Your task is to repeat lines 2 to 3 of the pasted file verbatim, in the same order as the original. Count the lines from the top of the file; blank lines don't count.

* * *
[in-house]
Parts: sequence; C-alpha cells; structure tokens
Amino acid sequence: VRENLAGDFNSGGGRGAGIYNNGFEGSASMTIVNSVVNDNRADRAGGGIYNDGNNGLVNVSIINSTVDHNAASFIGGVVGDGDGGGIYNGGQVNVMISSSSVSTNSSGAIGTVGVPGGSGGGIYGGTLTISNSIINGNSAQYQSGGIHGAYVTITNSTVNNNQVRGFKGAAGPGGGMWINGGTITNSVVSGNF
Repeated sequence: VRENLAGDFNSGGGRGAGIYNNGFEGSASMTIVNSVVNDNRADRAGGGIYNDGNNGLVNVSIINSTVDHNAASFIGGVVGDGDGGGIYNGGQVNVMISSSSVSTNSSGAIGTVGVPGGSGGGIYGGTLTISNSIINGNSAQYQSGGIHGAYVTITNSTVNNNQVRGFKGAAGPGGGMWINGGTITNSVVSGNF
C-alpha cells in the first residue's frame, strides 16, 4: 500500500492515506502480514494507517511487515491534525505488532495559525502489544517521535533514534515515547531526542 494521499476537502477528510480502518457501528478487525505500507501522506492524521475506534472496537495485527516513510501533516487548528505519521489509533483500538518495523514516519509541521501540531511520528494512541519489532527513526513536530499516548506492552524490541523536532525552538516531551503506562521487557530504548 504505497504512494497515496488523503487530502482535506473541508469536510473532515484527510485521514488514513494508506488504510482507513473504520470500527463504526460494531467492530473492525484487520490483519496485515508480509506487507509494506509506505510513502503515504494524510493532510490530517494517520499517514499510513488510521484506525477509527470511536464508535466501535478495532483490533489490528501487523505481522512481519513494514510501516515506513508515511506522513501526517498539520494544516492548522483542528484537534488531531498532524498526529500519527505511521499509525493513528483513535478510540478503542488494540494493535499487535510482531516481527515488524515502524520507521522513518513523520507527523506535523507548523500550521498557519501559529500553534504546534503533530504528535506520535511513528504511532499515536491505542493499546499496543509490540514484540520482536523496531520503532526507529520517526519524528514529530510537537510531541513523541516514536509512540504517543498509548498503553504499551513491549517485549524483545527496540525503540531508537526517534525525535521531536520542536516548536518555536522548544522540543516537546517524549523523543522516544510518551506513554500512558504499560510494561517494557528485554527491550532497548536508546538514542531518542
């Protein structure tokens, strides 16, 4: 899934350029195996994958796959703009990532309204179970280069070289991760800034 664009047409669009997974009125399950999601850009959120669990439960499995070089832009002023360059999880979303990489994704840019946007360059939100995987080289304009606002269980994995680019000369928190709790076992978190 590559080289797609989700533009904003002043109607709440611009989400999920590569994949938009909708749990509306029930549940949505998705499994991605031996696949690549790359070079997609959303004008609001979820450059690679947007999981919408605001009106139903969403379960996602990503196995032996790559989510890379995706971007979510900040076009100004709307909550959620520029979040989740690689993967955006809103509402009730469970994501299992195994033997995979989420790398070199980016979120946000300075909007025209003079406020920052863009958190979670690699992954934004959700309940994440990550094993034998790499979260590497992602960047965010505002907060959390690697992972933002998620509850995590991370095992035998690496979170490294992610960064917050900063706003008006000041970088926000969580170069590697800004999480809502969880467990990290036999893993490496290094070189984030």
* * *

Parts: sequence; C-alpha cells; structure tokens
Amino acid sequence: VRENLAGDFNSGGGRGAGIYNNGFEGSASMTIVNSVVNDNRADRAGGGIYNDGNNGLVNVSIINSTVDHNAASFIGGVVGDGDGGGIYNGGQVNVMISSSSVSTNSSGAIGTVGVPGGSGGGIYGGTLTISNSIINGNSAQYQSGGIHGAYVTITNSTVNNNQVRGFKGAAGPGGGMWINGGTITNSVVSGNF